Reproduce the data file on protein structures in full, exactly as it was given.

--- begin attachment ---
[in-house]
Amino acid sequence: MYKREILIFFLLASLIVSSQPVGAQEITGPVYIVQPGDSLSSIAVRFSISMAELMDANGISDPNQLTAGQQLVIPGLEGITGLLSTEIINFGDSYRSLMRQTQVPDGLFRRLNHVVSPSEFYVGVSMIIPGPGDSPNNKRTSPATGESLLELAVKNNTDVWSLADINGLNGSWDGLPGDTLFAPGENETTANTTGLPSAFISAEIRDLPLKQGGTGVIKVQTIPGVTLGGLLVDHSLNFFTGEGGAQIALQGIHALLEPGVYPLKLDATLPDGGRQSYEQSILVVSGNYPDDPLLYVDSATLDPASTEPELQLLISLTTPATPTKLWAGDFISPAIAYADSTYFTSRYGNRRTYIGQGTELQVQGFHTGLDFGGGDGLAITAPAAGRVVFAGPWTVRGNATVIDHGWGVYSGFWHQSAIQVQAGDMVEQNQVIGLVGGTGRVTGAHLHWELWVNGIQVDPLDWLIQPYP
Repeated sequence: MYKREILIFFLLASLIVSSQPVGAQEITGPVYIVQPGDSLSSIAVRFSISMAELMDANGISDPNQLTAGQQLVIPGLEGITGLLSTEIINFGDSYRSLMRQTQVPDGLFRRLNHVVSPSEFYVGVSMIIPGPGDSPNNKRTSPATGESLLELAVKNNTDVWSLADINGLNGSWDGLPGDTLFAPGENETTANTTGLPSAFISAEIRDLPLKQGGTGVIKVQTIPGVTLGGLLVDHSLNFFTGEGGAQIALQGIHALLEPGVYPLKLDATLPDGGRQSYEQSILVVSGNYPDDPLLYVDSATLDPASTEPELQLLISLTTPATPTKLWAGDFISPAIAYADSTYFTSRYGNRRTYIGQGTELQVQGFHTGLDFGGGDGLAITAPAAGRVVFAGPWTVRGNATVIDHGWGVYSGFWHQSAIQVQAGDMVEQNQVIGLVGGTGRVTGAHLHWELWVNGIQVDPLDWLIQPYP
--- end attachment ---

[in-house]
Amino acid sequence: MYKREILIFFLLASLIVSSQPVGAQEITGPVYIVQPGDSLSSIAVRFSISMAELMDANGISDPNQLTAGQQLVIPGLEGITGLLSTEIINFGDSYRSLMRQTQVPDGLFRRLNHVVSPSEFYVGVSMIIPGPGDSPNNKRTSPATGESLLELAVKNNTDVWSLADINGLNGSWDGLPGDTLFAPGENETTANTTGLPSAFISAEIRDLPLKQGGTGVIKVQTIPGVTLGGLLVDHSLNFFTGEGGAQIALQGIHALLEPGVYPLKLDATLPDGGRQSYEQSILVVSGNYPDDPLLYVDSATLDPASTEPELQLLISLTTPATPTKLWAGDFISPAIAYADSTYFTSRYGNRRTYIGQGTELQVQGFHTGLDFGGGDGLAITAPAAGRVVFAGPWTVRGNATVIDHGWGVYSGFWHQSAIQVQAGDMVEQNQVIGLVGGTGRVTGAHLHWELWVNGIQVDPLDWLIQPYP
Repeated sequence: MYKREILIFFLLASLIVSSQPVGAQEITGPVYIVQPGDSLSSIAVRFSISMAELMDANGISDPNQLTAGQQLVIPGLEGITGLLSTEIINFGDSYRSLMRQTQVPDGLFRRLNHVVSPSEFYVGVSMIIPGPGDSPNNKRTSPATGESLLELAVKNNTDVWSLADINGLNGSWDGLPGDTLFAPGENETTANTTGLPSAFISAEIRDLPLKQGGTGVIKVQTIPGVTLGGLLVDHSLNFFTGEGGAQIALQGIHALLEPGVYPLKLDATLPDGGRQSYEQSILVVSGNYPDDPLLYVDSATLDPASTEPELQLLISLTTPATPTKLWAGDFISPAIAYADSTYFTSRYGNRRTYIGQGTELQVQGFHTGLDFGGGDGLAITAPAAGRVVFAGPWTVRGNATVIDHGWGVYSGFWHQSAIQVQAGDMVEQNQVIGLVGGTGRVTGAHLHWELWVNGIQVDPLDWLIQPYP